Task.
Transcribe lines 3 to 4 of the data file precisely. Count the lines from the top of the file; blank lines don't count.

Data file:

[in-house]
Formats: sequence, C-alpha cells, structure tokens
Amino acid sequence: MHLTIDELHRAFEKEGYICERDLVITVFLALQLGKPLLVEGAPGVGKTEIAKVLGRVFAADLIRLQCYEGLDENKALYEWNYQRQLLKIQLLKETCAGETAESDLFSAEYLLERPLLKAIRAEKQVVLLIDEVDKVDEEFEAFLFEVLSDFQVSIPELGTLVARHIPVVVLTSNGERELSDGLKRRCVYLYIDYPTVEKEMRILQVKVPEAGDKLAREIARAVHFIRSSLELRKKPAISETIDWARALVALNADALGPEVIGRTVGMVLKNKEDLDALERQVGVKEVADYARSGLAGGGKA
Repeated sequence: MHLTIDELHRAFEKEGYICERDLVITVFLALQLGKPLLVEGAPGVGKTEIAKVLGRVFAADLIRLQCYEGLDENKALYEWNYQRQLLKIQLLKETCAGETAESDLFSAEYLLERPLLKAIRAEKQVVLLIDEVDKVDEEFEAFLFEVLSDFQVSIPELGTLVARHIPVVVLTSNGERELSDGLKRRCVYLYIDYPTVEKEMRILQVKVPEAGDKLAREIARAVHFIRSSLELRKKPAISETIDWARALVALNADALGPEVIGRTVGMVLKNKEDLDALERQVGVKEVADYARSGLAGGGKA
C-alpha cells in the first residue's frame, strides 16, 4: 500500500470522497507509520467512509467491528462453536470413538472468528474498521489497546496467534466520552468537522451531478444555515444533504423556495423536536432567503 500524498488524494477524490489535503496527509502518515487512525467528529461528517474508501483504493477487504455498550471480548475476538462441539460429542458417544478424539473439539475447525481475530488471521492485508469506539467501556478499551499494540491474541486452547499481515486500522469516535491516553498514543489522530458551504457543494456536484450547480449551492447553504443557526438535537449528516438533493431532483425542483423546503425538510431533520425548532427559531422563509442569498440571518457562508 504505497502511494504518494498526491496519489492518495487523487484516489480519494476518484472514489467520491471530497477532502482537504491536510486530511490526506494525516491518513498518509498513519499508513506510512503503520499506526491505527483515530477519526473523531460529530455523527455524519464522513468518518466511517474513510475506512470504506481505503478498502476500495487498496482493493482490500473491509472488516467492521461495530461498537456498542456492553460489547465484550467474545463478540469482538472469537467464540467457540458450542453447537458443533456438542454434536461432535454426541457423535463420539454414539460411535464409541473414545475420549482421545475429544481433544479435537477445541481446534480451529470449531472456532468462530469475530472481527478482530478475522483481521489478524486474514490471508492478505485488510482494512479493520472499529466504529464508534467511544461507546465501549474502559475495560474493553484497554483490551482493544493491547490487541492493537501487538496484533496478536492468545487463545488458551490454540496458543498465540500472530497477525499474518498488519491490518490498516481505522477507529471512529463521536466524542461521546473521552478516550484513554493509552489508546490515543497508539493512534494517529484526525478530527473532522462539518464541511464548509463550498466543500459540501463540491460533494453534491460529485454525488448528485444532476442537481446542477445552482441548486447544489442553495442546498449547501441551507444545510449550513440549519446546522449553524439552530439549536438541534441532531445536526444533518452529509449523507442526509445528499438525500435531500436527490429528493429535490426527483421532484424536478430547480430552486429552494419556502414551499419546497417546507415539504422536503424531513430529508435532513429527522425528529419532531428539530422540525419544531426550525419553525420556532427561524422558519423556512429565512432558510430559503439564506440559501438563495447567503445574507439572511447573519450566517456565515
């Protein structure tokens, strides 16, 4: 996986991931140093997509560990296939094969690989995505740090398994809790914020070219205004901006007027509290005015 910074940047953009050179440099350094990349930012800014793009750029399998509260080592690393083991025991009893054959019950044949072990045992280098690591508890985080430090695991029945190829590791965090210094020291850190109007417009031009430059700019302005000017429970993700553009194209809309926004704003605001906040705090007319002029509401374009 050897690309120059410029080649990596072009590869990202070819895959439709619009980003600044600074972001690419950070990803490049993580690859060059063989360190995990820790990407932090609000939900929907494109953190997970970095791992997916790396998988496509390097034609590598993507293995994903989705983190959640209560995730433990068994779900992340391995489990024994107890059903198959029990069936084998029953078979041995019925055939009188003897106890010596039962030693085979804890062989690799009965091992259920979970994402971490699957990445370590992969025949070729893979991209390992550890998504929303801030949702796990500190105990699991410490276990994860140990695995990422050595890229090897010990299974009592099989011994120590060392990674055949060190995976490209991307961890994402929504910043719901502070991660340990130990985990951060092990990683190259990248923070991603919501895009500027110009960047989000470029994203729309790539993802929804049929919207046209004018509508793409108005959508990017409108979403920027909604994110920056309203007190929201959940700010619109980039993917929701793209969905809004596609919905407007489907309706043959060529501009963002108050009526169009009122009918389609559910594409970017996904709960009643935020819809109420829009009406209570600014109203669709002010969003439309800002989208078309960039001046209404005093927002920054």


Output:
Amino acid sequence: MHLTIDELHRAFEKEGYICERDLVITVFLALQLGKPLLVEGAPGVGKTEIAKVLGRVFAADLIRLQCYEGLDENKALYEWNYQRQLLKIQLLKETCAGETAESDLFSAEYLLERPLLKAIRAEKQVVLLIDEVDKVDEEFEAFLFEVLSDFQVSIPELGTLVARHIPVVVLTSNGERELSDGLKRRCVYLYIDYPTVEKEMRILQVKVPEAGDKLAREIARAVHFIRSSLELRKKPAISETIDWARALVALNADALGPEVIGRTVGMVLKNKEDLDALERQVGVKEVADYARSGLAGGGKA
Repeated sequence: MHLTIDELHRAFEKEGYICERDLVITVFLALQLGKPLLVEGAPGVGKTEIAKVLGRVFAADLIRLQCYEGLDENKALYEWNYQRQLLKIQLLKETCAGETAESDLFSAEYLLERPLLKAIRAEKQVVLLIDEVDKVDEEFEAFLFEVLSDFQVSIPELGTLVARHIPVVVLTSNGERELSDGLKRRCVYLYIDYPTVEKEMRILQVKVPEAGDKLAREIARAVHFIRSSLELRKKPAISETIDWARALVALNADALGPEVIGRTVGMVLKNKEDLDALERQVGVKEVADYARSGLAGGGKA